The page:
Unlike much of the rest of the world, most of us in the U.S. are only fluent in one language.
While most journalists may not be able to speak, write or understand Spanish, German, French or Russian, we do — after a fashion — have to learn certain other languages.
Interpreting those languages can be quite the challenge.
Let's call them government-speak, education-speak and cop-speak, which all seem to be intended to hide meanings, deflect attention or confuse an audience.
What do you call it when there is a raw sewage spill?
Well, government likes to call it an "outflow."
Who says that?
Tax hikes have been called “a slight upward adjustment in the millage.”
You can’t make this stuff up.
It seems government doesn't like the words tax and taxes, so instead our leaders talk about “funding streams.”
When government slashes spending, ostensibly on public projects, it calls in an “adjustment.”
When government lays people off it is called “right sizing” or “restructuring.”
Large purchases are simply “procurements,” which sounds far more palatable than spending your money.
Minority populations are called a “demographic.”
Unemployment is called “worklessness.”
A personal favorite: One Georgia city when voting to install speed bumps downtown that some residents were very opposed to, opted to call them “traffic calming devices.” Yes, that really happened.
That's not all, in police reports, instead of reading that a suspect was pulled over, we read that authorities “initiated a traffic stop.”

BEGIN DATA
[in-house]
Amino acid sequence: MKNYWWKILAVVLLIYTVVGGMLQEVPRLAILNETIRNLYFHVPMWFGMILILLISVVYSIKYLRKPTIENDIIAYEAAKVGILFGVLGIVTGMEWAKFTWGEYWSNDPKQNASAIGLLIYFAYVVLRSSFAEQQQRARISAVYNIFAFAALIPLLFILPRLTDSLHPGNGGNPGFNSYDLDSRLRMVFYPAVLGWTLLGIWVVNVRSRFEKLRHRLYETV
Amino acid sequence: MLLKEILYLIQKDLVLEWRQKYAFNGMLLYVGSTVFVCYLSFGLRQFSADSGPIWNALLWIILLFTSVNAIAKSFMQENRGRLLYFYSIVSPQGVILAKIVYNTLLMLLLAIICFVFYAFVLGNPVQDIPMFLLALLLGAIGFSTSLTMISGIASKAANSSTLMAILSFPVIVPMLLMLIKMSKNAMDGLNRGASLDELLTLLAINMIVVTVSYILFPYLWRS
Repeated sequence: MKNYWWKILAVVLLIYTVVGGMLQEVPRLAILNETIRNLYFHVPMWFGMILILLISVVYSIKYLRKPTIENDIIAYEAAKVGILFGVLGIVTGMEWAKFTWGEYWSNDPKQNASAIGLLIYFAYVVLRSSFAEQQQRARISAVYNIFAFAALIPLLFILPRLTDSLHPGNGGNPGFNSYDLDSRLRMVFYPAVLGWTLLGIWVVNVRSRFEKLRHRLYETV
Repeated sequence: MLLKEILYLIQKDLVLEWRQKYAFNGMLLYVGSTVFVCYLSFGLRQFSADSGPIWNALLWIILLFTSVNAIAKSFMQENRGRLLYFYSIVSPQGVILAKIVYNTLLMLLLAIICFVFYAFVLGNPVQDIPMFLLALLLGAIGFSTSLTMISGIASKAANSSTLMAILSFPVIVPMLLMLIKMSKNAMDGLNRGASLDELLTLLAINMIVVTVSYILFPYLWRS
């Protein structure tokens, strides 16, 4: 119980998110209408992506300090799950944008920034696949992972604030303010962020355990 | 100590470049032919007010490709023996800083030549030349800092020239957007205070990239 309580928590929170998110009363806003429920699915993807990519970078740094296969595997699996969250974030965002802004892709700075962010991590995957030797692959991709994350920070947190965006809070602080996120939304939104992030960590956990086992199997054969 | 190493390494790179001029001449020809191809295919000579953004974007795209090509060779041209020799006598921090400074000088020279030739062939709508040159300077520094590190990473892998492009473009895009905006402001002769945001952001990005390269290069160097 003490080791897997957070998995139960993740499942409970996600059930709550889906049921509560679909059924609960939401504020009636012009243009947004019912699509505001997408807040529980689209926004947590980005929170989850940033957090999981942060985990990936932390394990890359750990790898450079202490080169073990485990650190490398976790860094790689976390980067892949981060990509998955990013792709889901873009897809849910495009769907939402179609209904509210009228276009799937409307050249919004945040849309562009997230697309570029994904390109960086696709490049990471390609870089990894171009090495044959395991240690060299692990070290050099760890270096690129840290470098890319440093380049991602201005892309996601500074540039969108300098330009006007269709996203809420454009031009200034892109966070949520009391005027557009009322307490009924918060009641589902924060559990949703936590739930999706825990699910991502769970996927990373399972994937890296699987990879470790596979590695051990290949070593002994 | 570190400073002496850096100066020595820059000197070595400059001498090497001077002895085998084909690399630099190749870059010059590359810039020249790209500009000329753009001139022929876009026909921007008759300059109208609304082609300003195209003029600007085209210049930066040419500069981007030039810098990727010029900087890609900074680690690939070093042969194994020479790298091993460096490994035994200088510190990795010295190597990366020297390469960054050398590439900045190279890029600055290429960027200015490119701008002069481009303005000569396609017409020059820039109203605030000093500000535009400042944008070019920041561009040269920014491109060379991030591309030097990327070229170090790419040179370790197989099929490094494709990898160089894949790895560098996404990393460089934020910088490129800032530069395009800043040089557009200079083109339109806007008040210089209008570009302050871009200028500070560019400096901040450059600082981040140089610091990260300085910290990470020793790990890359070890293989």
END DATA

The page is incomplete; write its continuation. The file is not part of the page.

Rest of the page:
Instead of a chase, police say they “did give pursuit.”
When describing the getaway car we are told it was “red in color.” We are not quite sure exactly what else it could be red in but we know that it is red in color as opposed to being red in shape, or red in sound or red in smell, or even red with embarrassment.
Instead of someone being hurt, we are told the “subject did sustain injuries.”
Academia has a language all of its own as well. Who knows exactly what “value-added,” “academic rigor,” “restorative processes,” “formative assessments,” “ESL,” “NCLB” and “RTTP,” mean?
Journalism would be easier if people would simply say what they mean and mean what they say.
But then again, journalists also have certain archaic terms that no one understands and no one knows exactly when, where and why they started. For example:
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CNHI Deputy National Editor Jim Zachary is the editor of the Valdosta (Ga.) Daily Times. He is also the president of the Georgia First Amendment Foundation. Zachary can be reached at firstname.lastname@example.org